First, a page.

Now that I am probably on the last car I shall ever own  I got around to thinking of the cars I have had in my life. Overall I suppose I have owned about 25 cars. I won't bore you with a complete list, but some are worth a mention for specific reasons.

Like first love a first car is always remembered. I was in the army, age 18, and needed transport to get home on weekend leave. My parents were against motorcycles and suggested an old car. This was the time of the Suez Canal crisis (1957) when petrol was scarce and learner drivers had special dispensation to drive unaccompanied. I found a 1934 Ford 8 Model "Y" for about £80. I applied for a driving test which was a disaster. The nearside passenger door had a faulty catch and was prone to fly open on corners. I wired it up and asked the examiner to enter from my side and swing himself over into the passenger seat (it would not be allowed these days). He looked a bit doubtful but did so. Of course the door misbehaved on the third right hand corner and flew open. The examiner stopped the test. I offered to take him back to the test centre, but he said he would prefer to walk!

It was an awful car, very hard to start. A case of pulling out the choke button, weighting the accelerator pedal with a brick (kept in it as essential kit), going around to the front, inserting and churning the starting handle and praying....
After a couple of months I was so fed up with it that I sold it at a loss (story of my subsequent car life) to a sergeant at my camp. I well remember seeing him being push-started by a bevy of squaddies and me hiding behind a building whilst he passed!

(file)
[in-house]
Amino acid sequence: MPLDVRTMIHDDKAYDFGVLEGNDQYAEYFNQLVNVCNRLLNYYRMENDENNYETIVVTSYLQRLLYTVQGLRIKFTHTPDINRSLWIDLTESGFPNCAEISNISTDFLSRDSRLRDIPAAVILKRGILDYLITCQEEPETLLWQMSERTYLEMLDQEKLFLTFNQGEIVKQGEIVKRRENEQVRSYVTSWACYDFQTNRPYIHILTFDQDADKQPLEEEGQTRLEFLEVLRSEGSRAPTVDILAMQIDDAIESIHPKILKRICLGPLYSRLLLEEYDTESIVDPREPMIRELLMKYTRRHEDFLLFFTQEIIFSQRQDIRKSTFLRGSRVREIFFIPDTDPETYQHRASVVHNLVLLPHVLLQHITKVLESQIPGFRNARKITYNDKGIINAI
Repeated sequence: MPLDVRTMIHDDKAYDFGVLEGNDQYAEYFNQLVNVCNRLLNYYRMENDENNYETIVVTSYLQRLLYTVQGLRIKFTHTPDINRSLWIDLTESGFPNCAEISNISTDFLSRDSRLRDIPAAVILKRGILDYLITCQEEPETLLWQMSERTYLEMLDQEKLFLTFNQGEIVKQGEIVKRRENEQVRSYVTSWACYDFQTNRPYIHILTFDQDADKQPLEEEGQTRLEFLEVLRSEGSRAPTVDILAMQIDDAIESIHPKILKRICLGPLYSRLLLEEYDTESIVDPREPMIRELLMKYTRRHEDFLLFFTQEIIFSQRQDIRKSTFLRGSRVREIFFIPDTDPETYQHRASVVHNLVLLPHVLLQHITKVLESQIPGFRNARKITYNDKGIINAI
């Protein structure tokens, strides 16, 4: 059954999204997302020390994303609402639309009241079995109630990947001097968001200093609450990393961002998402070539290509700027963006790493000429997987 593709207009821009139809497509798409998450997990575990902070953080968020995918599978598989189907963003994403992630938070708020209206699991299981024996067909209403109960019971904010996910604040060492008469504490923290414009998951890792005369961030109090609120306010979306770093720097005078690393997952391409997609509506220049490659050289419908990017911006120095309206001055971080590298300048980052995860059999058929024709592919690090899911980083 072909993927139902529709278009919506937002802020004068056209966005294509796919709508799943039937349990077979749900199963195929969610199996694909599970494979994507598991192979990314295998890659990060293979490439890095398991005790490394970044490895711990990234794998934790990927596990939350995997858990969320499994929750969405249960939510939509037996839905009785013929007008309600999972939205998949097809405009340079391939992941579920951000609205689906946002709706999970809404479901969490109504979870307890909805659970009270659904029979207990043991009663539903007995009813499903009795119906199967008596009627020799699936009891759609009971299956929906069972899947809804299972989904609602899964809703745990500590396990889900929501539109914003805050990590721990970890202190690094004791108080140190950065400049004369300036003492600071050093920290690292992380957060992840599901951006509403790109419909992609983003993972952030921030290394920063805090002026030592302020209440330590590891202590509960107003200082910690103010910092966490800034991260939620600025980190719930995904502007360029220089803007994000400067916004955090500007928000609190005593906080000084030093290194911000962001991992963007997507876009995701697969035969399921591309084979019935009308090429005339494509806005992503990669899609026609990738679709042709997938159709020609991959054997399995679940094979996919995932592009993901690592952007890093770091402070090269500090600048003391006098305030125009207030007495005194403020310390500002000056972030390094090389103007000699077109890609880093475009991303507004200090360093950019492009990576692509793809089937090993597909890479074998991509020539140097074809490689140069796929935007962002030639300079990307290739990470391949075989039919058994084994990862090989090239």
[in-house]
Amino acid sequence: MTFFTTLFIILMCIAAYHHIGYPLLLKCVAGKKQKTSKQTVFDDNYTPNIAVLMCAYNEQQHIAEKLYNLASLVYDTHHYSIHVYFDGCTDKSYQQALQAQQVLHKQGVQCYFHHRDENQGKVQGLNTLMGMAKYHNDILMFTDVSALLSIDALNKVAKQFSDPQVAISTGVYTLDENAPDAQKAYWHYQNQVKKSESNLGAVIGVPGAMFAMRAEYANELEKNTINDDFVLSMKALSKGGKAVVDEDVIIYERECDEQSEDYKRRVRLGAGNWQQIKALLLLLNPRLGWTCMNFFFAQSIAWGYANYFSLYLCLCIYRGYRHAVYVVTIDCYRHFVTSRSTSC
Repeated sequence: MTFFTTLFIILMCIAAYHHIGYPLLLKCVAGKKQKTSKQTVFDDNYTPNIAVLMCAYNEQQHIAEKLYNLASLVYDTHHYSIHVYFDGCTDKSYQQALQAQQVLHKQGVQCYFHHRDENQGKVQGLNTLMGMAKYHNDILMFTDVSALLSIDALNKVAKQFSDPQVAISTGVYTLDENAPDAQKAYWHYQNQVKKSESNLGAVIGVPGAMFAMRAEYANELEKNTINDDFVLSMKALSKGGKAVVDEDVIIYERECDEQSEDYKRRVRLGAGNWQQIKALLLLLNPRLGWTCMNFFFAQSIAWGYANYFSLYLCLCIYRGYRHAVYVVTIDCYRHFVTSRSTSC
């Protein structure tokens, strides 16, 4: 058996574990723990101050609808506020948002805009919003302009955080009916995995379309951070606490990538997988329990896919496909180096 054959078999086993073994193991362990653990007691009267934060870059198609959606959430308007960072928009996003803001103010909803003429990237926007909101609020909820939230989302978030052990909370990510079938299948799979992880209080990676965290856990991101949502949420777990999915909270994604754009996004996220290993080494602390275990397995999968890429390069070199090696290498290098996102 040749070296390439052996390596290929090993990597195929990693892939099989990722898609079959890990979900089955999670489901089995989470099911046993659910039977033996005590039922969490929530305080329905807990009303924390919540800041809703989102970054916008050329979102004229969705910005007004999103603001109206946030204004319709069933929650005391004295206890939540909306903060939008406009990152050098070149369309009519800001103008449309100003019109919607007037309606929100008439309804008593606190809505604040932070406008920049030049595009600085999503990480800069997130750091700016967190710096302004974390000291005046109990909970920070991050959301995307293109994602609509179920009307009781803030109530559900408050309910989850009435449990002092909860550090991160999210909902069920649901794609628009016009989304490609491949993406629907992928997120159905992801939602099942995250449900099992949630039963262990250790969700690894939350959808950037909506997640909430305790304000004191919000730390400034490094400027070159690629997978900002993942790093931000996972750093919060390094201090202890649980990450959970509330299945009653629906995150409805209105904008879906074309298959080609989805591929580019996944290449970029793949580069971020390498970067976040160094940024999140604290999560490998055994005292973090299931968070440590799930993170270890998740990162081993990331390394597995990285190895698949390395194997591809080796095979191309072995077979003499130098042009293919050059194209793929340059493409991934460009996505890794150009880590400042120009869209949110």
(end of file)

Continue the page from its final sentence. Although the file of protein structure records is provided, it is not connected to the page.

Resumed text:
I then bought my first motorcycle and a life's passion was formed. But that's a different story.

Some years later, married with children, my first decent car was a Morris Minor Traveller (the famous "woodie")

Then came the first car of which I was proud (and have mentioned in an earlier post). A 1952 Austin A70 "Hereford"

I sold this and for some reason, which must have seemed good at the time, I bought a Morris Minor open tourer

actually this was probably the most fun I have ever had with a car. I fitted a klaxon horn (think the diving alarm on a submarine) and it was used as a family car, hood usually retracted, for about 3 years. Three children, a wife and a dog (under wife's legs in front seat) would cram in and off we would go to Cornwall. This was about 350 miles before motorways and involved a start at about 5.00 am with arrival at 5.00pm

The first car in which I managed 100 mph, overdrive engaged, on the Hog's Back dual carriageway, kids shouting "go for it dad", was a Rover 80 (the view down its long bonnet was magnificent)

My love affair with SAABs started soon after, initially with a "99" model of which I had three consecutively

Then came employer's lease cars, which were available to "essential users" at a reduced rental in return for taking a smaller mileage allowance  and I chose to lease a succession of Vauxhall Carlton estates with their comfort, vast capacity and ability to tow caravans well ( rear wheel drive) for about 20 years

Came retirement and still caravanning, we decided to try our first four-wheeled drive car a Nissan X Trail